This issue is not limited to rare disorders. Complex diseases such as autism or diabetes have a large genetic component, but rather than a single causal variant there are tens or even hundreds. Each patient has a different combination of variants, and it is therefore unlikely that there will be a single drug that works for everyone. This makes a personalised medicine approach necessary, where the drugs that are prescribed are adjusted based on the patient's genotype. As with rare diseases, this means that patients with less common genotypes may lose out because there are not enough of them to warrant the development of a new drug, and because no drug that has been licensed for another disease is likely to help.

The higher the level of proof that is required before a drug can be sold, the lower the number of drugs that pass this threshold will be. Always requiring the highest level of proof may seem like the safest option, but is not necessarily in the public's interest if it means that many drugs will ultimately be unavailable. There is legislation such as the US Orphan drug act and a number of accelerated approval rules, but they only partly address the problem. There are still plenty of examples of drugs that may work in a subset of patients, or that may in the future be repurposed, but that are killed off in the licencing process and are therefore not available to anyone.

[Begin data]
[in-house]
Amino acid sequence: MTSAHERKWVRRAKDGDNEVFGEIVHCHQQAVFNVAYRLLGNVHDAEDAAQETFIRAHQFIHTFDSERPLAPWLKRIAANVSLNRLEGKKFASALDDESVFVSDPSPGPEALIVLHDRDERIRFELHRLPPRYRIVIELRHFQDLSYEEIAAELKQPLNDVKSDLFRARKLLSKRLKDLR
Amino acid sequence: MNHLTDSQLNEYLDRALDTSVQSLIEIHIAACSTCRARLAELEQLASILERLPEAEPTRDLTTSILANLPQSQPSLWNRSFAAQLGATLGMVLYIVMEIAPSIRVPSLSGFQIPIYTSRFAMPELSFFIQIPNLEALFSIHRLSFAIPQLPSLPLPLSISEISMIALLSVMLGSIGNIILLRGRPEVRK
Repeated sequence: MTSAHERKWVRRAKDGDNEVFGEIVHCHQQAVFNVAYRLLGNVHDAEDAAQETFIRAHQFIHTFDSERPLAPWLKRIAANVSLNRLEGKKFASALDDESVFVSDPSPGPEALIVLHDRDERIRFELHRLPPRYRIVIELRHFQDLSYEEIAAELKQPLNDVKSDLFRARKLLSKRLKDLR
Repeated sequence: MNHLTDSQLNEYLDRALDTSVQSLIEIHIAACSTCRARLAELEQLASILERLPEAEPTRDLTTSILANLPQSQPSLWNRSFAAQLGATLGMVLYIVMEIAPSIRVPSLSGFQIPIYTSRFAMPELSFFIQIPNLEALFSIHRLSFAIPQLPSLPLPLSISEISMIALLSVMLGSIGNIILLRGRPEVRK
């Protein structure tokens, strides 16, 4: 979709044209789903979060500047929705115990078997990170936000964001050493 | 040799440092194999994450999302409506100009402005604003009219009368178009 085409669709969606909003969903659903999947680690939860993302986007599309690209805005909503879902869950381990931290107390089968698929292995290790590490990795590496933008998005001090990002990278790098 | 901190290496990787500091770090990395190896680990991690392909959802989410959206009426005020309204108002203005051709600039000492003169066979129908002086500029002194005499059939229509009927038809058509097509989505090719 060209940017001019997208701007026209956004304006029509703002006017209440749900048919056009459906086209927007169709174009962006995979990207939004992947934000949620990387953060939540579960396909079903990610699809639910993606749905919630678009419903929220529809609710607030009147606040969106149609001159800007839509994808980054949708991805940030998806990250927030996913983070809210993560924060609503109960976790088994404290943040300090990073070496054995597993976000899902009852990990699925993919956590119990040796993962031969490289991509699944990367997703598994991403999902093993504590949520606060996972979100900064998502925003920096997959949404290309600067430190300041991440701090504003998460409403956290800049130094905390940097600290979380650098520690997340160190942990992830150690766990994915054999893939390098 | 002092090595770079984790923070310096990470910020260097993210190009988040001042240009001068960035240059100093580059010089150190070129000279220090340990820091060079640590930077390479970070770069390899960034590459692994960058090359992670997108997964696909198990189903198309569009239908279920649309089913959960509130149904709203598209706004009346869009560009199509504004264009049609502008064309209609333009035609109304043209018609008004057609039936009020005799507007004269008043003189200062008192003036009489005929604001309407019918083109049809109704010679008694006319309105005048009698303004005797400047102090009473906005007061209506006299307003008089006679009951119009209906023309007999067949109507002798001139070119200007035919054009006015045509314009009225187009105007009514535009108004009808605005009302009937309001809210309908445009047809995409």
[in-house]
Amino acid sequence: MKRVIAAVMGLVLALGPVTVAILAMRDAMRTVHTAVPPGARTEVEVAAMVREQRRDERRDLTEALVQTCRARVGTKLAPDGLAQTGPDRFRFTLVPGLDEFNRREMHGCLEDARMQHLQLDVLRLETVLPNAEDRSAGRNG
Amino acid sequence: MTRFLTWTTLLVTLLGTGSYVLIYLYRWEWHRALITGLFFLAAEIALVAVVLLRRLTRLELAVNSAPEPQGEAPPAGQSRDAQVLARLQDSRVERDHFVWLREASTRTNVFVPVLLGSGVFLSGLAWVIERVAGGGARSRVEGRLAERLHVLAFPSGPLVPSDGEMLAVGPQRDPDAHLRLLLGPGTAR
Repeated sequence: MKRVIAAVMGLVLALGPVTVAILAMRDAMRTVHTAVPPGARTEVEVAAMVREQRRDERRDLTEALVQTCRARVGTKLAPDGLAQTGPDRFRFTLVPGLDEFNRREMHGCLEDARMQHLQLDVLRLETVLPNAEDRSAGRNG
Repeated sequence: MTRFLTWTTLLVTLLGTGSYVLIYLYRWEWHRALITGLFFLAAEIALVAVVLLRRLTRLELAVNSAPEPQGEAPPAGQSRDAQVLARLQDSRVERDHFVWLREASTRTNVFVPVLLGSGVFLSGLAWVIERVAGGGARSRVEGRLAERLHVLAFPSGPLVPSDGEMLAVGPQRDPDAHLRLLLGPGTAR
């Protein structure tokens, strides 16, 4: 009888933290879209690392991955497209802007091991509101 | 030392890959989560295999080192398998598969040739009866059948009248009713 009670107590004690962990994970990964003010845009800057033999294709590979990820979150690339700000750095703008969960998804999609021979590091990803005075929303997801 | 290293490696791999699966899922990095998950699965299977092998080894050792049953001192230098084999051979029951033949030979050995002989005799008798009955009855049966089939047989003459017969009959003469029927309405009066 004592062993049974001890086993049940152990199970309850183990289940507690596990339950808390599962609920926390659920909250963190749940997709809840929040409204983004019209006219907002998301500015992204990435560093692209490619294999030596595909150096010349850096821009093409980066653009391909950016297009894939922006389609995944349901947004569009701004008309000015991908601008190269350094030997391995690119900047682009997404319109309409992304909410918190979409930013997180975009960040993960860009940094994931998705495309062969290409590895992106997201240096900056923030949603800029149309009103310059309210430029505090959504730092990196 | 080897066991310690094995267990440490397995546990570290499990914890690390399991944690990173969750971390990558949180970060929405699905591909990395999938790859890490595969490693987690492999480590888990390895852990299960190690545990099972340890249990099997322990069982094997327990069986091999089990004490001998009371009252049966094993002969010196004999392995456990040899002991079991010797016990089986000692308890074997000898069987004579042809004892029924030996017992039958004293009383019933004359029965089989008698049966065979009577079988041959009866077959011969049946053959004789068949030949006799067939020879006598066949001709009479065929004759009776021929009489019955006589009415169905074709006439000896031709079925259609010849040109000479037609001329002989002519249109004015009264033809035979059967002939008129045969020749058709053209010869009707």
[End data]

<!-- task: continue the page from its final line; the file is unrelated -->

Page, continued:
What is to be done? Creating legislation that allows the use of any compound whatsoever for the purpose of treating people with rare diseases or rare genetic variants could be one option. Of course, such a laissez-faire approach to drug licencing would be controversial and could encourage unscrupulous practices.

Right now, it is unclear to me what the balance between the two extremes of complete permissiveness and complete top-down control of drug licensing should be, but I doubt it is the status quo. I would welcome any views readers of this post may have.